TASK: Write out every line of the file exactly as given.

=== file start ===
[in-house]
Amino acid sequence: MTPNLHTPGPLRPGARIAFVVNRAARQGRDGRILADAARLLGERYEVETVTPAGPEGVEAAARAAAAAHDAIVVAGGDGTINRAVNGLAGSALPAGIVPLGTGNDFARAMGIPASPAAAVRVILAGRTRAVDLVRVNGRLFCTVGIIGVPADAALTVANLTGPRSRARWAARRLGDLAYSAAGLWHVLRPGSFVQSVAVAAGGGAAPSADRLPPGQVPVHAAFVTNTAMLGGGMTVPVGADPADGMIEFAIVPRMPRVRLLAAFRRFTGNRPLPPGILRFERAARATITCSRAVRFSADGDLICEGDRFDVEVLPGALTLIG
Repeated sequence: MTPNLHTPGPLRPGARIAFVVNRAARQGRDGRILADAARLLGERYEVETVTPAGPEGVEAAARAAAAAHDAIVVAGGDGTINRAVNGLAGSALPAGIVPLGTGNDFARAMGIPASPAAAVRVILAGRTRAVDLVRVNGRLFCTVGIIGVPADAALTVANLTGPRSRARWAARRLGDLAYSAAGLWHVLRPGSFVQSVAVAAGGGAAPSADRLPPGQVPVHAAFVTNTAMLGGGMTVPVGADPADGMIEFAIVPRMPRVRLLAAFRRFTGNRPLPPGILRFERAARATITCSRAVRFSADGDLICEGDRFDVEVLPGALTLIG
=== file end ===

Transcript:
[in-house]
Amino acid sequence: MTPNLHTPGPLRPGARIAFVVNRAARQGRDGRILADAARLLGERYEVETVTPAGPEGVEAAARAAAAAHDAIVVAGGDGTINRAVNGLAGSALPAGIVPLGTGNDFARAMGIPASPAAAVRVILAGRTRAVDLVRVNGRLFCTVGIIGVPADAALTVANLTGPRSRARWAARRLGDLAYSAAGLWHVLRPGSFVQSVAVAAGGGAAPSADRLPPGQVPVHAAFVTNTAMLGGGMTVPVGADPADGMIEFAIVPRMPRVRLLAAFRRFTGNRPLPPGILRFERAARATITCSRAVRFSADGDLICEGDRFDVEVLPGALTLIG
Repeated sequence: MTPNLHTPGPLRPGARIAFVVNRAARQGRDGRILADAARLLGERYEVETVTPAGPEGVEAAARAAAAAHDAIVVAGGDGTINRAVNGLAGSALPAGIVPLGTGNDFARAMGIPASPAAAVRVILAGRTRAVDLVRVNGRLFCTVGIIGVPADAALTVANLTGPRSRARWAARRLGDLAYSAAGLWHVLRPGSFVQSVAVAAGGGAAPSADRLPPGQVPVHAAFVTNTAMLGGGMTVPVGADPADGMIEFAIVPRMPRVRLLAAFRRFTGNRPLPPGILRFERAARATITCSRAVRFSADGDLICEGDRFDVEVLPGALTLIG